1903/18 Rex vs. D.L. Ray and Wing Wo – murder (Trail)
As part of the Chinese Historical Wrongs Legacy Initiative, the BC Archives has digitized a selection of documents related to criminal prosecutions against the Chinese community from 1866 to 1914, found in GR-0419. These are mainly records created as part of the preliminary hearing held before a judge in order to determine whether there was sufficient evidence to proceed to trial. There are often lengthy witness statements, and cross examinations by both prosecution and defense lawyers. The eventual verdict is sometimes recorded on the outside of the docket. They offer a fascinating glimpse into 19th and early 20th century criminal activity around the province, and ways in which the Chinese community was stereotyped. The records offered for transcription here are a small selection; for additional digitized material from GR-0419 click here.
*Please note that archival source materials are original historical documents that have not been censored, reviewed or otherwise altered by the Royal BC Museum. Some materials may contain content that is racist, sexist or otherwise offensive. In addition, GR-0419 records deal with subjects such as assault, murder and abuse, which may upset some readers. The Royal BC Museum is only the custodian of archival materials; the content does not necessarily reflect the views or policies of the Royal BC Museum.
*All transcriptions are provided by volunteers, and the accuracy of the transcriptions is not guaranteed. Please be sure to verify the information by viewing the image record, or visiting the BC Archives in person.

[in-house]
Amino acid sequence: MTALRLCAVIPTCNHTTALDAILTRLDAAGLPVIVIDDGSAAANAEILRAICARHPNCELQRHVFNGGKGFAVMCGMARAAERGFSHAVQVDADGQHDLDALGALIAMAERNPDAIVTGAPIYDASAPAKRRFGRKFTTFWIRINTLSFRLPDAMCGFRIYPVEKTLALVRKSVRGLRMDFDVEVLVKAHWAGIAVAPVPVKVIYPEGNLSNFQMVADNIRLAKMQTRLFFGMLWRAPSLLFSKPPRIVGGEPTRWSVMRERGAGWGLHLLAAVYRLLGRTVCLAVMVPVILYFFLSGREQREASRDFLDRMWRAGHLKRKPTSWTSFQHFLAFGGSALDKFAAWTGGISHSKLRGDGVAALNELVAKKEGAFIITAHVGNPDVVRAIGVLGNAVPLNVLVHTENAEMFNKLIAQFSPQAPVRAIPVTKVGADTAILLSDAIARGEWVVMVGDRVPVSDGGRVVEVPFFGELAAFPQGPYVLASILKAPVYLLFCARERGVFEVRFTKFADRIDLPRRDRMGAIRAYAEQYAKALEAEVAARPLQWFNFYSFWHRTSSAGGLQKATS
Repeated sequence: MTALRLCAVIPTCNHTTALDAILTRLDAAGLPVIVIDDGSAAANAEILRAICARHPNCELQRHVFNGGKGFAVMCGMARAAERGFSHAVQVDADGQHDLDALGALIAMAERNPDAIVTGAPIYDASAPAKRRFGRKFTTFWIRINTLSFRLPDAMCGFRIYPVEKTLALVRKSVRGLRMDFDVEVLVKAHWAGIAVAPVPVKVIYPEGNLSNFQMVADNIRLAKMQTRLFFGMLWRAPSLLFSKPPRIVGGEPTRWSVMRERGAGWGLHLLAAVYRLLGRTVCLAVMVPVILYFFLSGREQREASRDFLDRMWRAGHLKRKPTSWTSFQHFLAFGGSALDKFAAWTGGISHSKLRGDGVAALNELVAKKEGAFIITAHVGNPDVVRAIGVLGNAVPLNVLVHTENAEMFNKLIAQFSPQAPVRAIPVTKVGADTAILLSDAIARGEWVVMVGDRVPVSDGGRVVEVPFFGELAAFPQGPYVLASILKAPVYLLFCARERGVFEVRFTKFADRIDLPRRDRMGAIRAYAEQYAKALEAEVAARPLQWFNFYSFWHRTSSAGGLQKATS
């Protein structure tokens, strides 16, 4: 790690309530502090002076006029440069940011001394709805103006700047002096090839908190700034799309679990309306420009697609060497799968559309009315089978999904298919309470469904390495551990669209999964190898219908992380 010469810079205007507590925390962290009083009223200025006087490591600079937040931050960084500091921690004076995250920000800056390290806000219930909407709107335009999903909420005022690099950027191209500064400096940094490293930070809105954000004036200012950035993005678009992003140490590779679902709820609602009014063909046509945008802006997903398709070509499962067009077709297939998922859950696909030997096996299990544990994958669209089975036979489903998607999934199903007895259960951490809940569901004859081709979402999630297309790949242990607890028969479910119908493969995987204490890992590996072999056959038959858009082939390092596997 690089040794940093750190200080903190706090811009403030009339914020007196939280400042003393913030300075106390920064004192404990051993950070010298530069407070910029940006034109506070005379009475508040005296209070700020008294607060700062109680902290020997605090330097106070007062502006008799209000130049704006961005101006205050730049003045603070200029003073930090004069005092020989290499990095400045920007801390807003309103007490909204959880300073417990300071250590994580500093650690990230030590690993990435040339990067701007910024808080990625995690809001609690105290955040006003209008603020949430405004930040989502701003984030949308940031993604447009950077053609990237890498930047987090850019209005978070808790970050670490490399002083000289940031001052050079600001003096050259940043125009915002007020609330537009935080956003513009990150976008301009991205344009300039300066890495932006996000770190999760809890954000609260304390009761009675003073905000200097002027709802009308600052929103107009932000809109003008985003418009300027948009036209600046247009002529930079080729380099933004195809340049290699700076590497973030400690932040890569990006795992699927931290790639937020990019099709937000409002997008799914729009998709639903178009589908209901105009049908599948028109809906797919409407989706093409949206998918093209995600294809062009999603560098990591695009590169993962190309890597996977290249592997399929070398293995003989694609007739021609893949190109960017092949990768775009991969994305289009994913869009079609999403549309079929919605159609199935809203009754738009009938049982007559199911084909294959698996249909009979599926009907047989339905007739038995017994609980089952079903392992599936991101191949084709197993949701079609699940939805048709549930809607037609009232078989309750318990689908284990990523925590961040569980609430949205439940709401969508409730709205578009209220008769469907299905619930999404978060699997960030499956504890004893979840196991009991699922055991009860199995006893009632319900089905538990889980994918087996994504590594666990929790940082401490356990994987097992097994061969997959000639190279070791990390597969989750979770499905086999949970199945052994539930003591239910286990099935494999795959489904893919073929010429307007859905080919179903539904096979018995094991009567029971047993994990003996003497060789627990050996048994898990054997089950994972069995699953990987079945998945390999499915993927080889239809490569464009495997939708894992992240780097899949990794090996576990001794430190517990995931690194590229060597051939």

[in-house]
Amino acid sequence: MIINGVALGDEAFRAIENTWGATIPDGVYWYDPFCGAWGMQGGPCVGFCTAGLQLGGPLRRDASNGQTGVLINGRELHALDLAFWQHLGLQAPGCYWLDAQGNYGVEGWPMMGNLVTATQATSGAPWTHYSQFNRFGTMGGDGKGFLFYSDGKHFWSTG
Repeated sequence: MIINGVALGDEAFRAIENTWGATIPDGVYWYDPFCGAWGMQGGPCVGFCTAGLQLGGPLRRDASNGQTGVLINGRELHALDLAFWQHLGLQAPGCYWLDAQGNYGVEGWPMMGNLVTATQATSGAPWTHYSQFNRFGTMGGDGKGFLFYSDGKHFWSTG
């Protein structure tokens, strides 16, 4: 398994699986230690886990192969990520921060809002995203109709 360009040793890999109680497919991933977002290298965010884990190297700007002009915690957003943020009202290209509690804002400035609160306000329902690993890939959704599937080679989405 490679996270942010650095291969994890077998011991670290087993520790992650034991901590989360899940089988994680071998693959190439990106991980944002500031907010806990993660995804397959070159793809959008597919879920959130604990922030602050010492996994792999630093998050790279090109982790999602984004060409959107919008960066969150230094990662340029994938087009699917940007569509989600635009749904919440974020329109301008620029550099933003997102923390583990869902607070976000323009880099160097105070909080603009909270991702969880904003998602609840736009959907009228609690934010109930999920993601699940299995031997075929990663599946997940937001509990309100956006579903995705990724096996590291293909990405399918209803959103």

A. No, no; about, the size of a pencil point, as near as I can
tell; it's hard to know exactly. Q. About quarter of an inch in diameter ? A. No, hardly that large. Q. Any black marks or discolorations in the neck ? A. There was a great deal of clotted blood. Q. That was internal, I suppose ? A. Yes; inside . Q. Did you notice his tongue ? Mr. Gillan objects to all this as improper evidence, on the ground that the medical testimony was quite clear enough, and the Court upholds his objection. Mr. Levitt excuses witness. Lee Wing, Chinese Interpreter, sworn by breaking of saucer, Joe, Chinaman, sworn,by breaking of saucer, says:- Question by Mr. Devitt:- What is your name ? A. Joe- U» Ask him where he lives. A. In Trail. Q. Who keeps the laundry where he lives ? A Wing Wo keeps the laundry. Q. Where ? What street ? A. In Trail. Q. Ask him if he knows the deceased Ling, the man that died. A Yes, he know him. Q Where did Sing live '! A. He live in the same house with Wing Wo. Q. Was he working there ? A, No; he not work. BC Archives GR-0419 Box 95 File 1903/18 BRITISH COLUMBIA. ATTORNEY GENERAL. Attorney General documents.